Major Hendriks enjoys leading his team, which has a different composition every shift week. Not only getting the job done in the most effective way is what drives him, but he also considers managing the team as a main challenge. Raising people’s awareness of their responsibilities and making them feel good about their work is what motivates both the team as well as himself. The interesting thing about his job is, that “You never know, what happends next during the next shift. Where should only be routine, there is maybe the next surprise hidden, where “thinking out of the box” suddenly becomes essential”, explains Major Hendriks. “People are people. And things do not always turn out the way you have planned them. But on the other hand… it is a very satisfying feeling to have the right means and personell to create and fulfill effective missions, getting things moved all over this planet. And we move at least 60 assets per day and - as I said - worldwide.” And this amount of assets will surely rise: With Spain accessing EATC in 2014 and other European countries already knocking on EATC’s door - willing to join.
Apart from his leading attitude, Major Hendriks is keen on shift systems and knows Dutch labour laws best. This knowledge helps him to come up with shift system proposals, which comply with law on the one hand, but are still attractive for the people on the other hand. Many team members living far from Eindhoven benefit from a favourable system, which fits in with their family lives.
Working to enable blue skies
Major Hendriks’ started his officer’s career as an aviation meteorologist at Eindhoven Air Base. Eindhoven is not only home to the EATC but has also been the home of the Dutch (Royal Netherlands Air Force, RNLAF) air transport fleet since May 1992. After having briefed aircrews about meteorological aspects of their flights for a number of years, he became more interested in the planning and control aspects of these missions. He subsequently got an assignment with the Planning and Control Centre on the Eindhoven Air Base, where he became tasker of the VIP-flights.
After a few years he became the dedicated tasker of the KDC-10 - his favourite aircraft type in the Dutch fleet.
Before starting his job at EATC, he also spent a few years with current operations at Eindhoven Air Base followed by a similar job within the Operations and Coordination Centre of the Defence Helicopter Command at Gilze-Rijen Air Base, which controls a fleet of over 70 helicopters of 7 different types located at three different bases. In 2003 he was deployed to Manas Air Base near Bishkek, Kyrgyzstan, as a meteorologist to support a combined F-16 - and KDC-10 detachment. Three years later he was deployed as deputy detachment commander to Kabul, Afghanistan, planning the assets of Dutch C-130 aircraft.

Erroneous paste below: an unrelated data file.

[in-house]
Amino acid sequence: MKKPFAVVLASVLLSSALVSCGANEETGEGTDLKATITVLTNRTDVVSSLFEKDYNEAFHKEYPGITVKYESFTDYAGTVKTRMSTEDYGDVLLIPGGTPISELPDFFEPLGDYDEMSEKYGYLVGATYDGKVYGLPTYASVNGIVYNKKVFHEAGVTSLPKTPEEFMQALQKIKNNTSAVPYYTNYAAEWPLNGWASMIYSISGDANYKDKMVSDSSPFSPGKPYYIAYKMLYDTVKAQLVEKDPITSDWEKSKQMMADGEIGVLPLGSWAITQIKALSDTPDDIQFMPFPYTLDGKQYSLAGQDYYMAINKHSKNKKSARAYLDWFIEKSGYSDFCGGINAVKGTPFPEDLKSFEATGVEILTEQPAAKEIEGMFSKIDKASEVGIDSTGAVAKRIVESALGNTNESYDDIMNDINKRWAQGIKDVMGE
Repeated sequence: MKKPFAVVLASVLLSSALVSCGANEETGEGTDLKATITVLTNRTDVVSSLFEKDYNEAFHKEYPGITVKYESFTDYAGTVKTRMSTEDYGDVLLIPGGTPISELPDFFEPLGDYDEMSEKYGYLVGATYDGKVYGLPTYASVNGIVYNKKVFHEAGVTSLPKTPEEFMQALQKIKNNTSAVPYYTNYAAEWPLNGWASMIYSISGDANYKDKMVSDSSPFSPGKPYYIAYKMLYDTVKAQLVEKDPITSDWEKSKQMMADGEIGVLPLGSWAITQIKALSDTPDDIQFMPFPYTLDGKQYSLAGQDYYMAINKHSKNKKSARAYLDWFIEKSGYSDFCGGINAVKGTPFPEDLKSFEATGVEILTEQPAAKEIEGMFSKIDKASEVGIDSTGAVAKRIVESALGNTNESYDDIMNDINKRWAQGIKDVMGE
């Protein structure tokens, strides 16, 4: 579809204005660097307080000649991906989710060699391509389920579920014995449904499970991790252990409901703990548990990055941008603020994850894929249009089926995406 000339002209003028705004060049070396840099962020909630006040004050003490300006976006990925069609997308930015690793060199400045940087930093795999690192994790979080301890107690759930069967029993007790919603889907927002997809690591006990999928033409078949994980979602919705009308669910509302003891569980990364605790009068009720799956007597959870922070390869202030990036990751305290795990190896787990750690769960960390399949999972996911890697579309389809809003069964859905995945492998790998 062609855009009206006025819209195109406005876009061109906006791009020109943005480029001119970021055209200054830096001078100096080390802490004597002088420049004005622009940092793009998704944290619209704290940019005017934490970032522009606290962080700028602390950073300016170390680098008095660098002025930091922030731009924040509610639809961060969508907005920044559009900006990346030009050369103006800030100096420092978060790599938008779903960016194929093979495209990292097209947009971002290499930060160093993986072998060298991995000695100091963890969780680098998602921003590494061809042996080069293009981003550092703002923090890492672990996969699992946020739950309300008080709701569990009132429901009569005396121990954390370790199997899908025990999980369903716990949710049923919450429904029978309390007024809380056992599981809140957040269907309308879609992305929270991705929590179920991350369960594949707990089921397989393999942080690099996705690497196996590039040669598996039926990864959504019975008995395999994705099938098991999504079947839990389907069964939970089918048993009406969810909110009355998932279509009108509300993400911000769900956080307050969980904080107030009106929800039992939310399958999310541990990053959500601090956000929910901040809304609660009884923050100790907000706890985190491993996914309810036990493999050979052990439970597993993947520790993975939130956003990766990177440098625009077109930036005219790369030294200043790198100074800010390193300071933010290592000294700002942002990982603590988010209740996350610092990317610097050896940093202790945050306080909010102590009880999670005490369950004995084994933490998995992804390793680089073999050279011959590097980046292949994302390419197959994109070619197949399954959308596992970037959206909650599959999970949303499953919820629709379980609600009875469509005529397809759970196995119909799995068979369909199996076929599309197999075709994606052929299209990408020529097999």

Aviation, work or passion?
Major Hendriks is an aviation enthusiast, who was fortunate enough to turn his passion for aviation into his job. Being the son of an air force officer, he got infected with the military aviation virus at an early age. As a teenager he visited many military airfields to watch and photograph their movements. He still travels the world to see and photograph military aviation.
In fact photography is one of his other hobbies, not only focusing on aviation but also on a wide variety of other subjects. Obvious favourites are his three children, which he adores. Without doubt his family is the most important part of his life. But because working shifts have effect on his family life, he cannot always join the family during weekends or special holidays. On the other hand this is compensated by the fact that the shift system enables him to spend time at home with his family during normal weekdays. This makes it often possible to bring the children to school and pick them up again. In order to stay in good physical shape he runs about 10km at least twice a week. He is also the driving force behind a Mission Control running team which participates in the Eindhoven Relay Marathon.
Work or passion… who dares to know the right answer?
Find more portraits of people within the AT-world here.
Pictures: SIRPA Air, Jaqueline Gielen-Berghoef, M. Hendriks, Norbert Thomas